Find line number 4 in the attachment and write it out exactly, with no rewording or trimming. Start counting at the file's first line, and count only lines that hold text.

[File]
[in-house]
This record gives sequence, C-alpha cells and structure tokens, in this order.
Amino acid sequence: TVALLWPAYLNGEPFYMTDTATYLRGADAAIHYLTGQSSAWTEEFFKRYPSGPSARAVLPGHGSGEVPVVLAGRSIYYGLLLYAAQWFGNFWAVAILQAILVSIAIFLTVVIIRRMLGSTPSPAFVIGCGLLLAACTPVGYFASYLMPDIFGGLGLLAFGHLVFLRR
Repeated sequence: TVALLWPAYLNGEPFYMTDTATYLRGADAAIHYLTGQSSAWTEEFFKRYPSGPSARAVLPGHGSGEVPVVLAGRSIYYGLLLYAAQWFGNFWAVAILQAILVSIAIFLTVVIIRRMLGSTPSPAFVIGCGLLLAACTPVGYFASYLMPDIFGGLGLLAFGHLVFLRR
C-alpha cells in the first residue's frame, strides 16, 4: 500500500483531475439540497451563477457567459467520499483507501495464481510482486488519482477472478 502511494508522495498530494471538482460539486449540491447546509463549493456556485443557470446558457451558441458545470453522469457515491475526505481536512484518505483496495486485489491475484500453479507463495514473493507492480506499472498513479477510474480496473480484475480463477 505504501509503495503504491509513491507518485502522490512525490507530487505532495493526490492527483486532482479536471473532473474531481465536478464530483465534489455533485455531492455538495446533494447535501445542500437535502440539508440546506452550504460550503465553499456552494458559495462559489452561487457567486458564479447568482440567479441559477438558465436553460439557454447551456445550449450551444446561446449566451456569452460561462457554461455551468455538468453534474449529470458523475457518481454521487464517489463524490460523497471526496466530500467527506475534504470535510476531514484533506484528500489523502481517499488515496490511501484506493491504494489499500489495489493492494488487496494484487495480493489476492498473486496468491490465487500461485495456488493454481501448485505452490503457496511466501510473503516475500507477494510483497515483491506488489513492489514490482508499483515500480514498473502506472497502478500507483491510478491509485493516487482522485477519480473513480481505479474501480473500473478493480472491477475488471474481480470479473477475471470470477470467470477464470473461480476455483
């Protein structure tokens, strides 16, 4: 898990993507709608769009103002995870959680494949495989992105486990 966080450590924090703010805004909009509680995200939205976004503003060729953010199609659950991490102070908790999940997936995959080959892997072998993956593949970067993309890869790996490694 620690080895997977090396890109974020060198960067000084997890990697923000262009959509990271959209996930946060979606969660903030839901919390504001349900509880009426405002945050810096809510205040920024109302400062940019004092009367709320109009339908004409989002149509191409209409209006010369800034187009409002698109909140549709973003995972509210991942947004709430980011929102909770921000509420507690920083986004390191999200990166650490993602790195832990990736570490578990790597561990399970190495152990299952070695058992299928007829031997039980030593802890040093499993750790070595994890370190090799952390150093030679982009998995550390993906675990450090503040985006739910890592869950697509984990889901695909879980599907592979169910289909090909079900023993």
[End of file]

Repeated sequence: TVALLWPAYLNGEPFYMTDTATYLRGADAAIHYLTGQSSAWTEEFFKRYPSGPSARAVLPGHGSGEVPVVLAGRSIYYGLLLYAAQWFGNFWAVAILQAILVSIAIFLTVVIIRRMLGSTPSPAFVIGCGLLLAACTPVGYFASYLMPDIFGGLGLLAFGHLVFLRR